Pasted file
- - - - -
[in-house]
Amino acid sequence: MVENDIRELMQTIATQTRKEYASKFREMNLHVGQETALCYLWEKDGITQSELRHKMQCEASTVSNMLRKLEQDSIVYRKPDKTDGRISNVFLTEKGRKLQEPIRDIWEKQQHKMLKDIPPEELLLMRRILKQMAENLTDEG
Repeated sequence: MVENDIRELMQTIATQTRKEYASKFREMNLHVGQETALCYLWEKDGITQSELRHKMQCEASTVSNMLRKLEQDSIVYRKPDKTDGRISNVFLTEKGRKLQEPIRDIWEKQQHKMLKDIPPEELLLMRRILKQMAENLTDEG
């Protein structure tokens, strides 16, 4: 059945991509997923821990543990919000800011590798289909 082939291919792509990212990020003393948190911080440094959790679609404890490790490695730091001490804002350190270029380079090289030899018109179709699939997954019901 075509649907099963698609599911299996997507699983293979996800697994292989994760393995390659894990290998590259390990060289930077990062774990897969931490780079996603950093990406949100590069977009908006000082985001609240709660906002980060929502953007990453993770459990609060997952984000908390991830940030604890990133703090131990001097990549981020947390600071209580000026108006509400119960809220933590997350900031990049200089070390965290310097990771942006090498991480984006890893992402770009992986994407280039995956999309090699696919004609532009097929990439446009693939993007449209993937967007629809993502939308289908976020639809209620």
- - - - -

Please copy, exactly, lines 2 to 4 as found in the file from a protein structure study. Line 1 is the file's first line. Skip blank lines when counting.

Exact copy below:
Amino acid sequence: MVENDIRELMQTIATQTRKEYASKFREMNLHVGQETALCYLWEKDGITQSELRHKMQCEASTVSNMLRKLEQDSIVYRKPDKTDGRISNVFLTEKGRKLQEPIRDIWEKQQHKMLKDIPPEELLLMRRILKQMAENLTDEG
Repeated sequence: MVENDIRELMQTIATQTRKEYASKFREMNLHVGQETALCYLWEKDGITQSELRHKMQCEASTVSNMLRKLEQDSIVYRKPDKTDGRISNVFLTEKGRKLQEPIRDIWEKQQHKMLKDIPPEELLLMRRILKQMAENLTDEG
């Protein structure tokens, strides 16, 4: 059945991509997923821990543990919000800011590798289909 082939291919792509990212990020003393948190911080440094959790679609404890490790490695730091001490804002350190270029380079090289030899018109179709699939997954019901 075509649907099963698609599911299996997507699983293979996800697994292989994760393995390659894990290998590259390990060289930077990062774990897969931490780079996603950093990406949100590069977009908006000082985001609240709660906002980060929502953007990453993770459990609060997952984000908390991830940030604890990133703090131990001097990549981020947390600071209580000026108006509400119960809220933590997350900031990049200089070390965290310097990771942006090498991480984006890893992402770009992986994407280039995956999309090699696919004609532009097929990439446009693939993007449209993937967007629809993502939308289908976020639809209620």